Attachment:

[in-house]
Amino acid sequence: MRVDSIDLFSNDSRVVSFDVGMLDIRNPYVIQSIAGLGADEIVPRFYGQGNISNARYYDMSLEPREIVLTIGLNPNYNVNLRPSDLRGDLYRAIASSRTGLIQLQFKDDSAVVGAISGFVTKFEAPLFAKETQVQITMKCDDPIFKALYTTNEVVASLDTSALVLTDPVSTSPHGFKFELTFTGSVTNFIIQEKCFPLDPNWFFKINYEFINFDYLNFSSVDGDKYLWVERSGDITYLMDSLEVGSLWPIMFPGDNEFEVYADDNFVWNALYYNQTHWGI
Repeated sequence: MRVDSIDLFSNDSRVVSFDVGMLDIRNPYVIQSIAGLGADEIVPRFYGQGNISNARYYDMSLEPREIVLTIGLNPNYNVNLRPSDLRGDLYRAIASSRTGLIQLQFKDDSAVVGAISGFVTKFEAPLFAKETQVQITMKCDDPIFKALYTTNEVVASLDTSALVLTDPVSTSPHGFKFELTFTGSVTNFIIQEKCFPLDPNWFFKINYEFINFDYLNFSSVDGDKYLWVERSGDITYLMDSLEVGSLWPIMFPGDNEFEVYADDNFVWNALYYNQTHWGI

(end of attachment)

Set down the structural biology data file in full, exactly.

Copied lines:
[in-house]
Amino acid sequence: MRVDSIDLFSNDSRVVSFDVGMLDIRNPYVIQSIAGLGADEIVPRFYGQGNISNARYYDMSLEPREIVLTIGLNPNYNVNLRPSDLRGDLYRAIASSRTGLIQLQFKDDSAVVGAISGFVTKFEAPLFAKETQVQITMKCDDPIFKALYTTNEVVASLDTSALVLTDPVSTSPHGFKFELTFTGSVTNFIIQEKCFPLDPNWFFKINYEFINFDYLNFSSVDGDKYLWVERSGDITYLMDSLEVGSLWPIMFPGDNEFEVYADDNFVWNALYYNQTHWGI
Repeated sequence: MRVDSIDLFSNDSRVVSFDVGMLDIRNPYVIQSIAGLGADEIVPRFYGQGNISNARYYDMSLEPREIVLTIGLNPNYNVNLRPSDLRGDLYRAIASSRTGLIQLQFKDDSAVVGAISGFVTKFEAPLFAKETQVQITMKCDDPIFKALYTTNEVVASLDTSALVLTDPVSTSPHGFKFELTFTGSVTNFIIQEKCFPLDPNWFFKINYEFINFDYLNFSSVDGDKYLWVERSGDITYLMDSLEVGSLWPIMFPGDNEFEVYADDNFVWNALYYNQTHWGI